In summary, these tracing data suggest that mature hair cells are not necessary to direct fiber outgrowth and to maintain some fibers at least up to 6 months in the apex of the cochlea. Importantly, the spatio-temporal loss of innervation does not follow the pattern of loss known from neurotrophin and neurotrophin receptor null mutations as it starts in Brn3c mutant mice after birth.
In situhybridization confirms neonatal neurotrophin expression
In the saccule, we directly compared the BDNF (Fig. 8c,8d) and NT-3 signal (Fig. 8e,8f) of the Brn3c null mutant (Fig. 8c,8e) and control littermates (Fig. 8d,8f). A strong BDNF signal was found over the hair cells of control animals and an occasional immature hair cell also showed a BDNF signal in the Brn3c null mutants. The NT-3 signal was more diffuse in both the control and the Brn3c null littermates but showed some slightly above background signal in the area of the sensory epithelium even in the Brn3c null mutant.
We will explore five points in this discussion: How the limited expression of neurotrophins relates to the apparent survival of primary neurons until P8; how the known absence of apical hair cells and of classical neurotrophins can be related to the presence of large numbers of apical turn spiral neurons; how absence of differentiated hair cells affects afferent and efferent targeting; and how these data possibly relate to other mutant animals and to children born with profound hearing loss.
Immature hair cells and limited expression of neurotrophins rescue afferent projection until P8
The neurotrophins have long been implicated as the mediators for target mediated cell death. In essence, this theory of regulation of neuronal connections via neurotrophic support implies that only limited quantities of neurotrophins are released by the target tissue to support only properly connected sensory neurons by providing only these with a critical amount of neurotrophins . Past experiments, which eliminated one or more neurotrophins entirely, only partially tested the basic assumption of this theory in vivo. For example, in BDNF heterozygotic animals there is a small decrease in the number of sensory neurons in the ear  but no change in the overall pattern of innervation. Moreover, all of the neurotrophin/neurotrophin receptor null mutants studied to date eliminate expression in both the peripheral target and the brain simultaneously and achieve their effects in late embryos. In contrast, Brn3c is barely expressed during embryogenesis in the CNS  thus arguing that the survival of ear primary neurons depends crucially on the periphery.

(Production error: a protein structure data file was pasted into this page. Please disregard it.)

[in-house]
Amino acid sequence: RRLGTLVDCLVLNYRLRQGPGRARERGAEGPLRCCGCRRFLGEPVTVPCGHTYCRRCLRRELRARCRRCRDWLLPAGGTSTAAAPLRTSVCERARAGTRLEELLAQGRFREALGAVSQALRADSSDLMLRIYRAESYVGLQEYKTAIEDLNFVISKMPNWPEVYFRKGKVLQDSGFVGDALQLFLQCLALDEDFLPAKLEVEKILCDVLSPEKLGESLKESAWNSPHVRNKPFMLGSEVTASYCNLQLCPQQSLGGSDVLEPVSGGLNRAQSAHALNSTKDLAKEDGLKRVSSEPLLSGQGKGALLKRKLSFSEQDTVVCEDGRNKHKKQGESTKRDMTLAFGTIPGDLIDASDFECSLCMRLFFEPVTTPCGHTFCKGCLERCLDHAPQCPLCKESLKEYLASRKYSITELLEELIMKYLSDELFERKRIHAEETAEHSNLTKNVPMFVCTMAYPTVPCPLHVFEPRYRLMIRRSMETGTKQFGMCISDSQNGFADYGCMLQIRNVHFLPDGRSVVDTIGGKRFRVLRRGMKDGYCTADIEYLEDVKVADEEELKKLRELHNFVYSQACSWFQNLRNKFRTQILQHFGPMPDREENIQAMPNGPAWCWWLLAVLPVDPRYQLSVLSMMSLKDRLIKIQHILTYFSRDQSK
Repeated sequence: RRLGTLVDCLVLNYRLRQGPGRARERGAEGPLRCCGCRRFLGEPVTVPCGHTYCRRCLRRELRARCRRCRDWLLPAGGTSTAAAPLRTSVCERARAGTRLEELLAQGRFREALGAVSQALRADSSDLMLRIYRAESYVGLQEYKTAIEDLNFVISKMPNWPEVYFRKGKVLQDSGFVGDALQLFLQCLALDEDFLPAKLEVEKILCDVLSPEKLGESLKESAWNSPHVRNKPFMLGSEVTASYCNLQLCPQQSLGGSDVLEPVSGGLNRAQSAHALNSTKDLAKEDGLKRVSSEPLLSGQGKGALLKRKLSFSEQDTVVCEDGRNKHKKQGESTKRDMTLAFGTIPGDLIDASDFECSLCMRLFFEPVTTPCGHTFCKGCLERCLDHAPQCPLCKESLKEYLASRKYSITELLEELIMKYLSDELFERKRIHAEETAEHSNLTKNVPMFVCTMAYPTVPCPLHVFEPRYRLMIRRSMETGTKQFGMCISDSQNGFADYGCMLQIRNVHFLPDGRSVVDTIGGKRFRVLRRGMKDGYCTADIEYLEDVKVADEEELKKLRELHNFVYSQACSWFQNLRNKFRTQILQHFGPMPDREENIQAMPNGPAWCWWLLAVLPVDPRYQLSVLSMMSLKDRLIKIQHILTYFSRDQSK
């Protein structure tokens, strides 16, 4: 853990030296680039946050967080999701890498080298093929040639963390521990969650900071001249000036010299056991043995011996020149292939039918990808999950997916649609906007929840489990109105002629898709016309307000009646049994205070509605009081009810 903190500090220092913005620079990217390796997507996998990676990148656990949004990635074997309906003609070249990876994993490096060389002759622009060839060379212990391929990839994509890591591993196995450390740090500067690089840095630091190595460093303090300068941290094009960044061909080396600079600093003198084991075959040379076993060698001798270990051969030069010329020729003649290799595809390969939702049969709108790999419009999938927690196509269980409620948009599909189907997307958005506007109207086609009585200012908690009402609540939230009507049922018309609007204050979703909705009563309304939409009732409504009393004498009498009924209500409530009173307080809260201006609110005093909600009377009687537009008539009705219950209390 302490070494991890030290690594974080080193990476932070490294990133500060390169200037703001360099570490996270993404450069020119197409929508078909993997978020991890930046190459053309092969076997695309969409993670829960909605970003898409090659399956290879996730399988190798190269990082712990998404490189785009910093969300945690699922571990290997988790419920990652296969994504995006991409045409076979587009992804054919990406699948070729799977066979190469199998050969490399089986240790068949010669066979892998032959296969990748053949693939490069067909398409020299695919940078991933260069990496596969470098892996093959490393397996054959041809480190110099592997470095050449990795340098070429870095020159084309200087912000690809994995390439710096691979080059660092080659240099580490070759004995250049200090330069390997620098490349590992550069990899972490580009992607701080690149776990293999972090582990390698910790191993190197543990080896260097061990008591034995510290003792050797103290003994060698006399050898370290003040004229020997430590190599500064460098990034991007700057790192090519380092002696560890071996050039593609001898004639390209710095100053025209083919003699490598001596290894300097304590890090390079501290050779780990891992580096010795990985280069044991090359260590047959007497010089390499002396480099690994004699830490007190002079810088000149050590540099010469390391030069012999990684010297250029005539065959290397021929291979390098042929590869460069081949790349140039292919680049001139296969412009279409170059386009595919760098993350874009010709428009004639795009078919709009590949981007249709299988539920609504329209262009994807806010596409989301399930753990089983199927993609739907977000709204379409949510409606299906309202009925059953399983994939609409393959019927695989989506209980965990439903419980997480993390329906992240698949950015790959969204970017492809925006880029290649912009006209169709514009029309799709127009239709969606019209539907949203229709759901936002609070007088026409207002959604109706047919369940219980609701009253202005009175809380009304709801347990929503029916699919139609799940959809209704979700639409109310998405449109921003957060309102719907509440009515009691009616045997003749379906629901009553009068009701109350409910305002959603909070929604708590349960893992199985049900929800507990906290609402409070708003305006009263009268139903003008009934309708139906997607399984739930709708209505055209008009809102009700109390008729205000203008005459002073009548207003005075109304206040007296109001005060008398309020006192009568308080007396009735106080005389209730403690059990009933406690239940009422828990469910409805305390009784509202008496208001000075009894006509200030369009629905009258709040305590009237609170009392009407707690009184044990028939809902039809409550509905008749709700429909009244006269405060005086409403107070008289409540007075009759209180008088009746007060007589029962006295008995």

We suggest that limited expression of neurotrophins in the immature target leads to retention of primary neurons and their afferent fibers in newborn and early postnatal Brn3c null mice. In agreement with this suggestion, our in situ data show a severe reduction in expression of BDNF (Figs. 8, 9). Despite this reduction, some, apparently biologically significant low levels of neurotrophins are apparently expressed in all sensory epithelia in embryonic Brn3c null mutants. It appears that even these low levels of neurotrophins in the vestibular sensory epithelia can sustain normal fiber outgrowth and a limited maintenance until P0. The comparatively high level of NT-3 expression in Brn3c null mutant cochlea, which has been shown to be the neurotrophin most prominently supporting spiral sensory neurons [6, 9, 14], is in agreement with the normal development of cochlear innervation in newborn Brn3c null mutants.
Since BDNF appears to be exclusively produced by hair cells [6, 7, 20], the lack of terminal differentiation of hair cells appears to be accompanied by only limited expression of BDNF, as is the case in the canal cristae (Fig. 8). Past research has shown that in BDNF and trkB null mutants this innervation to canal cristae is lost before birth [6, 13]. That even these low levels of expression are significant is clear from the fact that all canal sensory epithelia receive an innervation by both afferents and efferents at birth and later (Figs. 2, 3). The situation in the utricle, saccule and cochlea is less clear as both BDNF and NT-3 are expressed [6, 7]. In fact, it appears that the levels of NT-3 expression hardly differ from those in control littermates (Figs. 8, 9). The latter is particularly obvious in the apex of the cochlea. In fact, in the cochlea of embryos and neonates as well as in the saccule and utricle of embryos, NT-3 is predominantly expressed in supporting cells . This expression of NT-3 in supporting cells in embryos and neonates may even preserve in Brn3c null mutants the numerous spiral sensory neurons in the apex of 8-day old animals (Figs. 3, 4).